Victoria resident David Black, who owns 150 newspapers in Canada and the U.S., said this morning he will submit an environmental assessment application to the federal government immediately and spearhead a drive to raise investment capital for the “world-scale” refinery, which he says will produce 6,000 jobs over a six-year buildout and 3,000 long-term jobs in operation and spinoff employment.


Read more: http://www.timescolo...l#ixzz23pLT7Moc
<p><span style="font-size:12px;"><em><span style="color:rgb(40,40,40);font-family:helvetica, arial, sans-serif;">"I don’t need a middle person in my pizza slice transaction" <strong>- zoomer, April 17, 2018</strong></span></em></span>

#91 sebberry

sebberry

    Resident Housekeeper

  • Moderator
  • 20,331 posts
  • LocationVictoria

Posted 17 August 2012 - 10:10 AM

Let's not refine it in Alberta, let's pipe it across BC to refine it in Kitimat. Right.

Like I said in the crash thread, the heat is getting to people.....


.

Victoria current weather by neighbourhood: Victoria school-based weather station network

Victoria webcams: Big Wave Dave Webcams

 


#92 VicHockeyFan

VicHockeyFan
  • Suspended User
  • 52,121 posts

Posted 17 August 2012 - 10:30 AM

Let's not refine it in Alberta, let's pipe it across BC to refine it in Kitimat. Right.

Like I said in the crash thread, the heat is getting to people.....


.


You can't refine it at the wellhead, you need to get it near transportation routes for all the by-product. It's not like you take crude, and convert all 100% of it to gasoline, it doesn't work that way, you get all kinds of product left over, whether you want to or not. You also need to ADD products when refining, so you don't want to ship all that up north either.
<p><span style="font-size:12px;"><em><span style="color:rgb(40,40,40);font-family:helvetica, arial, sans-serif;">"I don’t need a middle person in my pizza slice transaction" <strong>- zoomer, April 17, 2018</strong></span></em></span>

#93 Bingo

Bingo
  • Member
  • 16,666 posts

Posted 17 August 2012 - 12:57 PM

You can't refine it at the wellhead, you need to get it near transportation routes for all the by-product. It's not like you take crude, and convert all 100% of it to gasoline, it doesn't work that way, you get all kinds of product left over, whether you want to or not. You also need to ADD products when refining, so you don't want to ship all that up north either.


Wouldn't make more sense to have a refinery near Prince George so that you have more transportation route options? I think the customers that would benefit the most from a refinery at Kitimat would be the Asian market.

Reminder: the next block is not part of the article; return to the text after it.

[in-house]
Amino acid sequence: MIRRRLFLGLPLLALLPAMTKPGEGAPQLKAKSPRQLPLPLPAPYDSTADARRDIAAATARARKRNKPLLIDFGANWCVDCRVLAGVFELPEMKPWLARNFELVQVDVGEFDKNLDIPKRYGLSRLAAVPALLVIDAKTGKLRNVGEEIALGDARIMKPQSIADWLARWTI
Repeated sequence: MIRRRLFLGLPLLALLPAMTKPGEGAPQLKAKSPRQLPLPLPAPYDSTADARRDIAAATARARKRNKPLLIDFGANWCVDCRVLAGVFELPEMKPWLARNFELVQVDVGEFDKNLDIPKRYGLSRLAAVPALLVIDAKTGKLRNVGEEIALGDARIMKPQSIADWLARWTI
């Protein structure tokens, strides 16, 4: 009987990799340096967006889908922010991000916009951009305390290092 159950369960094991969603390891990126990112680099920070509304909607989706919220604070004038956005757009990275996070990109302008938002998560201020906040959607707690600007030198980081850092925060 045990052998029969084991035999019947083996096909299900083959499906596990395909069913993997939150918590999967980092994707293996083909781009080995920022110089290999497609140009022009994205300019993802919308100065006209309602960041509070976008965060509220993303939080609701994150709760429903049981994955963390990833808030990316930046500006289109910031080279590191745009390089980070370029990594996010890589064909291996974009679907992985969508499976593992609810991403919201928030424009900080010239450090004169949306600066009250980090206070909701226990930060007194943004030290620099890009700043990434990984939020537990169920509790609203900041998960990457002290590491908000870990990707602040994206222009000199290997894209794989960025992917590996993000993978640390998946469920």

#94 http

http

    Data Sans Practicality

  • Member
  • 1,029 posts

Posted 18 August 2012 - 01:24 PM

Wouldn't make more sense to have a refinery near Prince George so that you have more transportation route options? I think the customers that would benefit the most from a refinery at Kitimat would be the Asian market.


Sinopec is partnering with Enbridge in efforts to build the NGP.
"Who are those slashdot people? They swept over like Mongol-Tartars." - F. E. Vladimirovna

#95 VicHockeyFan

VicHockeyFan
  • Suspended User
  • 52,121 posts

Posted 18 August 2012 - 02:24 PM

Wouldn't make more sense to have a refinery near Prince George so that you have more transportation route options? I think the customers that would benefit the most from a refinery at Kitimat would be the Asian market.


The best place for a refinery is somewhere between the oil pump and the market the finished product is delivered to. And I'm sure there are a million factors pulling it one way or another. Any way to slice it, Prince George is not good, but maybe as good as Kitimat. The Gulf refineries in Beaumont etc, are best placed. Near the source (Mexico, Venezuela and offshore sources) in an area that environmentalists care less about (south Texas) and close to markets big like California the Carolinas and Florida.
<p><span style="font-size:12px;"><em><span style="color:rgb(40,40,40);font-family:helvetica, arial, sans-serif;">"I don’t need a middle person in my pizza slice transaction" <strong>- zoomer, April 17, 2018</strong></span></em></span>

#96 LJ

LJ
  • Member
  • 10,861 posts

Posted 18 August 2012 - 06:24 PM

There is already one refinery in Prince George but it is quite small by comparison.
Life's a journey......so roll down the window and enjoy the breeze.

#97 VicHockeyFan

VicHockeyFan
  • Suspended User
  • 52,121 posts

Posted 18 August 2012 - 07:41 PM

There is already one refinery in Prince George but it is quite small by comparison.


Something like 12,000 bpd, and Burnaby is 55,000 bpd, and BC consumes 185,000 bpd.
<p><span style="font-size:12px;"><em><span style="color:rgb(40,40,40);font-family:helvetica, arial, sans-serif;">"I don’t need a middle person in my pizza slice transaction" <strong>- zoomer, April 17, 2018</strong></span></em></span>

#98 Bingo

Bingo
  • Member
  • 16,666 posts

Posted 20 August 2012 - 07:31 AM

A Vancouver filmmaker has created an online response to the controversy over an animated video created by Enbridge that excludes about 1,000 square kilometres of islands from the proposed Northern Gateway pipeline and tanker route.

Read more, and see video: http://www.vancouver...l#ixzz246IRujfh

Enbridge video:
http://www.youtube.c...=2&feature=plcp

#99 renthefinn

renthefinn
  • Member
  • 571 posts

Posted 20 August 2012 - 07:40 PM

Damn, I hate the propaganda, on both sides... the video above didn't reference or show where the pipeline route actually would run, just some cool things in the general area, and the Enbridge elimination of the islands in Douglas Channel is disgraceful as well. Some major work needs to be done here, and I don't necessarily trust the Joint Panel Review will cover all the issues to everyone's satisfaction. More work should be undertaken to engage every party affected....

#100 Bingo

Bingo
  • Member
  • 16,666 posts

Posted 12 September 2012 - 03:45 PM

Enbridge protest planned for BC Legislature

The gathering will include 80 influential leaders from the business, First Nations, environmental, labour, academic and artistic communities from across Canada.

The sit-in is planned for October 22nd to oppose what opponents call "tar sands pipeline and tankers" and the threats they pose to the West Coast.

CFAX 1070 - Enbridge protest planned for BC Legislature - Victoria's News Authority

You're not quite at the end of this discussion topic!

Use the page links at the lower-left to go to the next page to read additional posts.
 



1 user(s) are reading this topic

0 members, 0 guests, 0 anonymous users


    Google (1)